Alaska's GCI to extend its HFC network with ATX gear

Alaskan broadband company GCI is extending the life of its existing hybrid-fiber coax (HFC) network by planning to deploy ATX Networks GigaXtrend XS family of 2GHz taps and passives in its network. GCI said that it will begin installing the GigaXtend XS taps and passives in late spring.

These taps and passives are DOCSIS 4.0-compatible, which means that the company is able to extend its HFC network to 1.2 GHz and eliminate the need to replace passive devices in its outside plant when it makes the transition to the FCC version of the DOCSIS 4.0 standard.

DOCSIS 4.0 is the latest evolution of HFC and it enables 10 Gbps download speeds and upload speeds of up to 6 Gbps, allowing cable companies to offer symmetrical multi-gig broadband plans to match those offered by fiber providers.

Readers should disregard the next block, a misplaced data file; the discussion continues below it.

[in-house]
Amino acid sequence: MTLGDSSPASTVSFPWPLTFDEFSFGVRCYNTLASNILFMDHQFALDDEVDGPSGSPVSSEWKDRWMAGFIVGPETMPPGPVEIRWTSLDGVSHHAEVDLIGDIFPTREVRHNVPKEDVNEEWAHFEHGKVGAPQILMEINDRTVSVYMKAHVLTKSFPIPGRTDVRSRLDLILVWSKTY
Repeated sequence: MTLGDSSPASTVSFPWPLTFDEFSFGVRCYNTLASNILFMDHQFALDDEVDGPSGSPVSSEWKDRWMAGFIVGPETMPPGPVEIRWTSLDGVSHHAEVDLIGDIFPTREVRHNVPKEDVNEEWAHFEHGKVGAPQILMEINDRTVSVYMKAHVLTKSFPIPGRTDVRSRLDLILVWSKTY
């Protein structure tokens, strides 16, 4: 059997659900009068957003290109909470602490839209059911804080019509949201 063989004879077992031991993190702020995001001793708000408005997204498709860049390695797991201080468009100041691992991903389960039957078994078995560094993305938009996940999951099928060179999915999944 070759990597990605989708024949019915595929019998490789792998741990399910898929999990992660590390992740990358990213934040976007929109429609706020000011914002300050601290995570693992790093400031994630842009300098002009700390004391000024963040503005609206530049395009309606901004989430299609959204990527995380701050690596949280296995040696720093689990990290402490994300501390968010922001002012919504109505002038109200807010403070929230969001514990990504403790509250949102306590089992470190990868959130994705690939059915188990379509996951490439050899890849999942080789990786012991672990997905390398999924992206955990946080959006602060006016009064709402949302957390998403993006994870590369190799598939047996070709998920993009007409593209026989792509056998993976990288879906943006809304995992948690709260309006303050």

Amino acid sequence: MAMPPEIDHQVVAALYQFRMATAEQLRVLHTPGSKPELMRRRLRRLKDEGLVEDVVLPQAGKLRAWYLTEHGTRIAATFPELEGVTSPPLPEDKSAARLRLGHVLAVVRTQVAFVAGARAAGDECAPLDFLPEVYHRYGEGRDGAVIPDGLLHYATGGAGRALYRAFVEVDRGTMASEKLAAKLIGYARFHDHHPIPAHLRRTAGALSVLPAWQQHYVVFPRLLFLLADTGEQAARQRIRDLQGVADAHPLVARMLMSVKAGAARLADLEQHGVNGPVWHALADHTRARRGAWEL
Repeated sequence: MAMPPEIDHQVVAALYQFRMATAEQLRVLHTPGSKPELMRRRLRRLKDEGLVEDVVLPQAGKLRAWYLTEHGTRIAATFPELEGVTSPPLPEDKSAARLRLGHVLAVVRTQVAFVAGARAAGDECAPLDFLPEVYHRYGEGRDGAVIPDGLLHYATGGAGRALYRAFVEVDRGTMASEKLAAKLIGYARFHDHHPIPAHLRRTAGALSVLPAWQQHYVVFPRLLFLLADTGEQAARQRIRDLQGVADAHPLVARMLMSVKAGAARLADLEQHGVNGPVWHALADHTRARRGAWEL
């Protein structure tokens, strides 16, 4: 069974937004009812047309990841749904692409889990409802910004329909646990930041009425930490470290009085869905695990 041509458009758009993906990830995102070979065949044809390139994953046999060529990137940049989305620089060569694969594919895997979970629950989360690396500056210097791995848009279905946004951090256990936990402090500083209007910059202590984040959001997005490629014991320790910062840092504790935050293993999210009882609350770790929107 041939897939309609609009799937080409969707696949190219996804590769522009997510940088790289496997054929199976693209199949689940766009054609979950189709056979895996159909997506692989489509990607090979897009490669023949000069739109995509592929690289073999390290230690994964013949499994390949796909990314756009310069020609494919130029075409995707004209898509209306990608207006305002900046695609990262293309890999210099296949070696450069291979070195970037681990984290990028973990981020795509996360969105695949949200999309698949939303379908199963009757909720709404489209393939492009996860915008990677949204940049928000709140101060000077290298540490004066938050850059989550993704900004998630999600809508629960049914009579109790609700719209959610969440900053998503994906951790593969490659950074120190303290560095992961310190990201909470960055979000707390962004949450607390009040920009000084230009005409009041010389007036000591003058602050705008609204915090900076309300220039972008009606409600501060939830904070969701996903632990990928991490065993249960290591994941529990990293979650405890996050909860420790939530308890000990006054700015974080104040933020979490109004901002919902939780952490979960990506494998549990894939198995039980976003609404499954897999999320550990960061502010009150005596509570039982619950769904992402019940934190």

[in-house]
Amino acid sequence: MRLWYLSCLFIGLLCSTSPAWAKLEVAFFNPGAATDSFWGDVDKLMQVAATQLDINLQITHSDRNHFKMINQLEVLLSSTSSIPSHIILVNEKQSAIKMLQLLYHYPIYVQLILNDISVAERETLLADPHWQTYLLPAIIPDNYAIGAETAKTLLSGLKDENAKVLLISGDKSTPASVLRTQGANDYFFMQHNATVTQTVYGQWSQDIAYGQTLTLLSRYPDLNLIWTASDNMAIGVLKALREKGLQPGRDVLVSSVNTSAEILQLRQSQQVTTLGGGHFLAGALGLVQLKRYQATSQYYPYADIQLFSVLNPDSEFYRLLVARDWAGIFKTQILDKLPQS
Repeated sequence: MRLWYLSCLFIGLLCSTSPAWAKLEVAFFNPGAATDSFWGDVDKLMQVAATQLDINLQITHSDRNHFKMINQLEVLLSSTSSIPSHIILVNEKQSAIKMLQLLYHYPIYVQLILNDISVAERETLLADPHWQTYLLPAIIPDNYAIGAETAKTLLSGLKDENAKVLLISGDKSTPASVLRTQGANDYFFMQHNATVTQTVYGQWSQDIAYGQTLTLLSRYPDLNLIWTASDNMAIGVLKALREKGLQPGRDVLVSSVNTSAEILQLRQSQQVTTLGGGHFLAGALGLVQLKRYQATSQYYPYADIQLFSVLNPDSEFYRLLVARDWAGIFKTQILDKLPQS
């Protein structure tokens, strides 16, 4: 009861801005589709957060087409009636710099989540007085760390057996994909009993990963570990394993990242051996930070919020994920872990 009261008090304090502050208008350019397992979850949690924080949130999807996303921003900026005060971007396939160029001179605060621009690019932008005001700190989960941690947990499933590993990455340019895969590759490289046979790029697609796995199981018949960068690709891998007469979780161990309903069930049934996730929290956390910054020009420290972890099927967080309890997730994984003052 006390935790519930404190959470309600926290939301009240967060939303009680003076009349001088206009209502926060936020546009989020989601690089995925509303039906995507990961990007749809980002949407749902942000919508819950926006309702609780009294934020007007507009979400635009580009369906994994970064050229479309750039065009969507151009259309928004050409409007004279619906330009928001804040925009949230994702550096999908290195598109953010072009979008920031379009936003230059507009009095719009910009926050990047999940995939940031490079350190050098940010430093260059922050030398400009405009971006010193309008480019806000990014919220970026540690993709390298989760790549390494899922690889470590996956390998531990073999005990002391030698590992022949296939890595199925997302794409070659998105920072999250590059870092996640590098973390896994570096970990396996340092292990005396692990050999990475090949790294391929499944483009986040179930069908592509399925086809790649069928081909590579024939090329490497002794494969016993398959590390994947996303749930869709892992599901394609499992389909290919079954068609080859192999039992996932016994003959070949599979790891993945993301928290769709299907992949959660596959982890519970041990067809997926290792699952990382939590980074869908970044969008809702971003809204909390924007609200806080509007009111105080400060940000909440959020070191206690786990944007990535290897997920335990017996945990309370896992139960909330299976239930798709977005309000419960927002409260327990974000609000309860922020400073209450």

However, the DOCSIS 4.0 standard, which was released in March 2020, has yet to be commercially deployed so this is considered an introductory step. By deploying ATX gear that supports multi-gigabit services, GCI is able to support its immediate goals and still prepare for the next phase.

GCI has committed to delivering 10 Gbps services to its subscribers using a combination of its HFC network and greenfield fiber. The company told FierceTelecom earlier this year that it will roll out a mix of high-splits and node splits on its HFC network and will also deploy greenfield fiber in rural communities to reach its goal of delivering 10 Gbps services over the next few years.

ATX’s GigaXtend XS 2 GHz taps and passives were recently part of a CableLabs-sponsored DOCSIS 4.0 FCC lab test in which companies demonstrated that they were able to achieve downstream speeds of nearly 9 Gbps.